Of course, you won't immediately know how the other broker operates, but if you get a sense from your own broker that they're unprofessional or difficult to contact, it might be worth evaluating different offers. 

Michael and Rebecca sold their Upper East Side co-op, above, to a buyer who didn't offer the best price

Love at first open house

Similarly, sky-high bids from flaky buyers can be a waste of time. "When inventory is low, buyers get scared and sometimes, they make offers when they don’t really want the apartment. Then they get cold feet when they get an accepted offer," says Kagan. "If someone is offering really high, you should be a little wary and try to lock it in quickly before they pull out."

Or, you may want to go with the offer from the buyer who truly wants your apartment, even if their bid is a bit lower. While it can be difficult to tell who's serious, there are some hints. "I gauge it as, do they want to bring in a contractor, bring in multiple visits?” says broker Tiffany Lee of Brennan Realty Services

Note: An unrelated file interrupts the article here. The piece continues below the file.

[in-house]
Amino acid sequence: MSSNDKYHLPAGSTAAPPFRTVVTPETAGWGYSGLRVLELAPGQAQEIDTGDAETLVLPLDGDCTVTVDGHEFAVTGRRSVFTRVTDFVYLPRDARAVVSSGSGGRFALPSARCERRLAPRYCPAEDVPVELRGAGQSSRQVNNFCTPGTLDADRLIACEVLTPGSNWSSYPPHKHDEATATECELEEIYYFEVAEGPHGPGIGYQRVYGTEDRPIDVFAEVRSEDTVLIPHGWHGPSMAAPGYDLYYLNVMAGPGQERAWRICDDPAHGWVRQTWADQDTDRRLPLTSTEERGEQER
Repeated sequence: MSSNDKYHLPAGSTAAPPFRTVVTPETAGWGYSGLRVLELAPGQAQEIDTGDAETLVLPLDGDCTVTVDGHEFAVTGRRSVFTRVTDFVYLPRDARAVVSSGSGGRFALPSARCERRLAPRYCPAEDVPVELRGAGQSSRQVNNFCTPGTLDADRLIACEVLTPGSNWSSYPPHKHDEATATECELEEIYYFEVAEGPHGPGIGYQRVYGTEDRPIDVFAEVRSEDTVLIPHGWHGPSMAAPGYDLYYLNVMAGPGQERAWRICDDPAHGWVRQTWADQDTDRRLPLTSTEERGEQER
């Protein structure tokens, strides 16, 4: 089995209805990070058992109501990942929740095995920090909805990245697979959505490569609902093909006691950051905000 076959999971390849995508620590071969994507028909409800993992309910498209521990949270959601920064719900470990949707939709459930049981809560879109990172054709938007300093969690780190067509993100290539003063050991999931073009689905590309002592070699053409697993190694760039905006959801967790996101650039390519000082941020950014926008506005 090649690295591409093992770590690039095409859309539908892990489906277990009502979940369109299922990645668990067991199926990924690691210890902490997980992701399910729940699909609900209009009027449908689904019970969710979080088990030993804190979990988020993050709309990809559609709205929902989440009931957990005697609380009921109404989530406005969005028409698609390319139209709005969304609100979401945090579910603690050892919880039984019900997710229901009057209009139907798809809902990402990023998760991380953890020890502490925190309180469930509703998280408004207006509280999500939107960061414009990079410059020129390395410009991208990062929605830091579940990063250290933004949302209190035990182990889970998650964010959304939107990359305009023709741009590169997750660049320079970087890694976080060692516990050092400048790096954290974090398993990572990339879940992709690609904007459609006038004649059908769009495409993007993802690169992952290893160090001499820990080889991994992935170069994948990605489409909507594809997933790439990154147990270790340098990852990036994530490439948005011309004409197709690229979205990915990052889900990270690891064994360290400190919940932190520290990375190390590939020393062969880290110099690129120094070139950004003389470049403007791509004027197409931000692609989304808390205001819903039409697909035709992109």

Also, if you know they've been apartment hunting for a long time and seem knowledgeable about the market, they're probably not just submitting an offer on the first place they see. Familiarity with the neighborhood is another good sign, as is a desire to move quickly.

Kindness wins

Joy, an Upper East Sider who bought a two-bedroom co-op late last year, won out against higher offers, apparently because the seller thought she had the nicest family. That was particularly important for the owner, who didn’t use a broker, because he planned to move to another apartment on the same floor and wanted friendly neighbors.

While this specific situation might not crop up often, selling to a pleasant person who seems like they'd treat your home right is an important consideration, particularly for sellers who feel emotionally connected to their home. (That's why some buyer’s brokers include a love letter with their offer extolling their client’s personal qualities.) 

Plus, “nice” can actually affect the sale: Gewirtz once sold an apartment where a prospective buyer offered $300,000 over the asking price, but the sellers nixed his offer because they discovered he’d been rude to the doorman during the open house. “If you’re treating the doorman badly how are you going to pass the board interview?” she says.